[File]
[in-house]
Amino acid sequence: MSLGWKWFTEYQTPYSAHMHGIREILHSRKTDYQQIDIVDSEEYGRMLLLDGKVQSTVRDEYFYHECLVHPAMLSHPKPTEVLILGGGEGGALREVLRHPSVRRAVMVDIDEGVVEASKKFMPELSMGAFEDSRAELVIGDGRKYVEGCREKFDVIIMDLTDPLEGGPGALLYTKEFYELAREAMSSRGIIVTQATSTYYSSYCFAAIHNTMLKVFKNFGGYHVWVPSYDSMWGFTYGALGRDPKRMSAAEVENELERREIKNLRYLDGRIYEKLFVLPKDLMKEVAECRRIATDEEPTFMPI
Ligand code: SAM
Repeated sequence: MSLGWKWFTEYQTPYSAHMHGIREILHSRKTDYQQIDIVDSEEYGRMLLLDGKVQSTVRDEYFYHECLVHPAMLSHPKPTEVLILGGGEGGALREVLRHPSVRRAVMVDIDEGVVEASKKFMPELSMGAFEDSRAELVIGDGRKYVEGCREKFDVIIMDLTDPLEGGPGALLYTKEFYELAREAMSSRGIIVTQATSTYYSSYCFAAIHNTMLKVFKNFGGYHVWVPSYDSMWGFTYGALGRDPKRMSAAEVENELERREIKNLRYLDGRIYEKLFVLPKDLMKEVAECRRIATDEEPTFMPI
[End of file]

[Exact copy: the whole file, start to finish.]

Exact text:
[in-house]
Amino acid sequence: MSLGWKWFTEYQTPYSAHMHGIREILHSRKTDYQQIDIVDSEEYGRMLLLDGKVQSTVRDEYFYHECLVHPAMLSHPKPTEVLILGGGEGGALREVLRHPSVRRAVMVDIDEGVVEASKKFMPELSMGAFEDSRAELVIGDGRKYVEGCREKFDVIIMDLTDPLEGGPGALLYTKEFYELAREAMSSRGIIVTQATSTYYSSYCFAAIHNTMLKVFKNFGGYHVWVPSYDSMWGFTYGALGRDPKRMSAAEVENELERREIKNLRYLDGRIYEKLFVLPKDLMKEVAECRRIATDEEPTFMPI
Ligand code: SAM
Repeated sequence: MSLGWKWFTEYQTPYSAHMHGIREILHSRKTDYQQIDIVDSEEYGRMLLLDGKVQSTVRDEYFYHECLVHPAMLSHPKPTEVLILGGGEGGALREVLRHPSVRRAVMVDIDEGVVEASKKFMPELSMGAFEDSRAELVIGDGRKYVEGCREKFDVIIMDLTDPLEGGPGALLYTKEFYELAREAMSSRGIIVTQATSTYYSSYCFAAIHNTMLKVFKNFGGYHVWVPSYDSMWGFTYGALGRDPKRMSAAEVENELERREIKNLRYLDGRIYEKLFVLPKDLMKEVAECRRIATDEEPTFMPI